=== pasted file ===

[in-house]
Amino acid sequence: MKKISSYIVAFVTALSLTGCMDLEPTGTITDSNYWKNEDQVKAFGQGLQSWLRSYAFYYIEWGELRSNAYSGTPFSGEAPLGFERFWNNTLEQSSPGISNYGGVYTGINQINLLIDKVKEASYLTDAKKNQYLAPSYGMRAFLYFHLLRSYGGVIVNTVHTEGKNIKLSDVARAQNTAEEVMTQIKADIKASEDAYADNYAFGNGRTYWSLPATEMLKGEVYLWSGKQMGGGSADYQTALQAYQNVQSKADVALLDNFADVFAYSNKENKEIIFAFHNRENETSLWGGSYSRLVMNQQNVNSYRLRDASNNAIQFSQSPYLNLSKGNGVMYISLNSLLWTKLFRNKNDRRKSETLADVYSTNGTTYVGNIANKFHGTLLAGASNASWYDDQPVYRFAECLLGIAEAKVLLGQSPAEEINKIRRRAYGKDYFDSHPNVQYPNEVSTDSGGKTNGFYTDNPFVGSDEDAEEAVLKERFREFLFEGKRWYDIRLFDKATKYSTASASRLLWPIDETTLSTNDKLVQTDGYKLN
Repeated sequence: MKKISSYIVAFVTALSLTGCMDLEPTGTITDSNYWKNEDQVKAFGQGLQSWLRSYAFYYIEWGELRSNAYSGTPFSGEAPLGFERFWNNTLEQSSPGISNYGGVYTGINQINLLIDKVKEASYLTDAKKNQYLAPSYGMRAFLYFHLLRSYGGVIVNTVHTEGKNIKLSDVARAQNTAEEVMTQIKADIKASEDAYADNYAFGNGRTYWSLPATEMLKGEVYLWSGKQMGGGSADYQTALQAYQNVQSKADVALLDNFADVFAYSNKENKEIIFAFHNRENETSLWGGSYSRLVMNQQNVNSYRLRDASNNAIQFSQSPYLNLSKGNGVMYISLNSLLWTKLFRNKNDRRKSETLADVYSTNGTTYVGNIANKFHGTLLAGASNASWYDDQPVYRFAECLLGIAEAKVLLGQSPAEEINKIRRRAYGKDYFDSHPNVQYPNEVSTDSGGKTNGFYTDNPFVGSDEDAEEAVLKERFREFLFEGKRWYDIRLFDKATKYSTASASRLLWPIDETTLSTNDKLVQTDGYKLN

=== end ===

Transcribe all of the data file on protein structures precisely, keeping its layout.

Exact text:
[in-house]
Amino acid sequence: MKKISSYIVAFVTALSLTGCMDLEPTGTITDSNYWKNEDQVKAFGQGLQSWLRSYAFYYIEWGELRSNAYSGTPFSGEAPLGFERFWNNTLEQSSPGISNYGGVYTGINQINLLIDKVKEASYLTDAKKNQYLAPSYGMRAFLYFHLLRSYGGVIVNTVHTEGKNIKLSDVARAQNTAEEVMTQIKADIKASEDAYADNYAFGNGRTYWSLPATEMLKGEVYLWSGKQMGGGSADYQTALQAYQNVQSKADVALLDNFADVFAYSNKENKEIIFAFHNRENETSLWGGSYSRLVMNQQNVNSYRLRDASNNAIQFSQSPYLNLSKGNGVMYISLNSLLWTKLFRNKNDRRKSETLADVYSTNGTTYVGNIANKFHGTLLAGASNASWYDDQPVYRFAECLLGIAEAKVLLGQSPAEEINKIRRRAYGKDYFDSHPNVQYPNEVSTDSGGKTNGFYTDNPFVGSDEDAEEAVLKERFREFLFEGKRWYDIRLFDKATKYSTASASRLLWPIDETTLSTNDKLVQTDGYKLN
Repeated sequence: MKKISSYIVAFVTALSLTGCMDLEPTGTITDSNYWKNEDQVKAFGQGLQSWLRSYAFYYIEWGELRSNAYSGTPFSGEAPLGFERFWNNTLEQSSPGISNYGGVYTGINQINLLIDKVKEASYLTDAKKNQYLAPSYGMRAFLYFHLLRSYGGVIVNTVHTEGKNIKLSDVARAQNTAEEVMTQIKADIKASEDAYADNYAFGNGRTYWSLPATEMLKGEVYLWSGKQMGGGSADYQTALQAYQNVQSKADVALLDNFADVFAYSNKENKEIIFAFHNRENETSLWGGSYSRLVMNQQNVNSYRLRDASNNAIQFSQSPYLNLSKGNGVMYISLNSLLWTKLFRNKNDRRKSETLADVYSTNGTTYVGNIANKFHGTLLAGASNASWYDDQPVYRFAECLLGIAEAKVLLGQSPAEEINKIRRRAYGKDYFDSHPNVQYPNEVSTDSGGKTNGFYTDNPFVGSDEDAEEAVLKERFREFLFEGKRWYDIRLFDKATKYSTASASRLLWPIDETTLSTNDKLVQTDGYKLN